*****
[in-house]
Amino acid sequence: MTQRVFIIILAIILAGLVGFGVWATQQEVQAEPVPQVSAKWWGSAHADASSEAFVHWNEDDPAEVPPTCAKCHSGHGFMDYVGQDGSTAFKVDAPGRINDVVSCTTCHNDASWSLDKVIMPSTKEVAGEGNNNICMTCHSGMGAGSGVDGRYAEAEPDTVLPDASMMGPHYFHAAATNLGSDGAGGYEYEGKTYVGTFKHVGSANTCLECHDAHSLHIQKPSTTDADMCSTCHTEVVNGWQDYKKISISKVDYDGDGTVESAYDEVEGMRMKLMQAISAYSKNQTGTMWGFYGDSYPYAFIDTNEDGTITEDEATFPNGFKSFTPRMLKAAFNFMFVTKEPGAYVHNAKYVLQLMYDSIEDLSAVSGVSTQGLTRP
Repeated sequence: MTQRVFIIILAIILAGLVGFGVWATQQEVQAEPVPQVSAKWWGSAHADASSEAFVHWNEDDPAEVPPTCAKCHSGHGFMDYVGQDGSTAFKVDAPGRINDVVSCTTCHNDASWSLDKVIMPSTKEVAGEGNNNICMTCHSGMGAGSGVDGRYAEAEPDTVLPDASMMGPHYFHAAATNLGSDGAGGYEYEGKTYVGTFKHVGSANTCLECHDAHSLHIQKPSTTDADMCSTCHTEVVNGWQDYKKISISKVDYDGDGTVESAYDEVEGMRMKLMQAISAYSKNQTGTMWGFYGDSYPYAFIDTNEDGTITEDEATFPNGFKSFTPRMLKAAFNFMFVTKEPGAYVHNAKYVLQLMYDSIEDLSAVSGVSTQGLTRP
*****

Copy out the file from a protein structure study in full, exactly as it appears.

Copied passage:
[in-house]
Amino acid sequence: MTQRVFIIILAIILAGLVGFGVWATQQEVQAEPVPQVSAKWWGSAHADASSEAFVHWNEDDPAEVPPTCAKCHSGHGFMDYVGQDGSTAFKVDAPGRINDVVSCTTCHNDASWSLDKVIMPSTKEVAGEGNNNICMTCHSGMGAGSGVDGRYAEAEPDTVLPDASMMGPHYFHAAATNLGSDGAGGYEYEGKTYVGTFKHVGSANTCLECHDAHSLHIQKPSTTDADMCSTCHTEVVNGWQDYKKISISKVDYDGDGTVESAYDEVEGMRMKLMQAISAYSKNQTGTMWGFYGDSYPYAFIDTNEDGTITEDEATFPNGFKSFTPRMLKAAFNFMFVTKEPGAYVHNAKYVLQLMYDSIEDLSAVSGVSTQGLTRP
Repeated sequence: MTQRVFIIILAIILAGLVGFGVWATQQEVQAEPVPQVSAKWWGSAHADASSEAFVHWNEDDPAEVPPTCAKCHSGHGFMDYVGQDGSTAFKVDAPGRINDVVSCTTCHNDASWSLDKVIMPSTKEVAGEGNNNICMTCHSGMGAGSGVDGRYAEAEPDTVLPDASMMGPHYFHAAATNLGSDGAGGYEYEGKTYVGTFKHVGSANTCLECHDAHSLHIQKPSTTDADMCSTCHTEVVNGWQDYKKISISKVDYDGDGTVESAYDEVEGMRMKLMQAISAYSKNQTGTMWGFYGDSYPYAFIDTNEDGTITEDEATFPNGFKSFTPRMLKAAFNFMFVTKEPGAYVHNAKYVLQLMYDSIEDLSAVSGVSTQGLTRP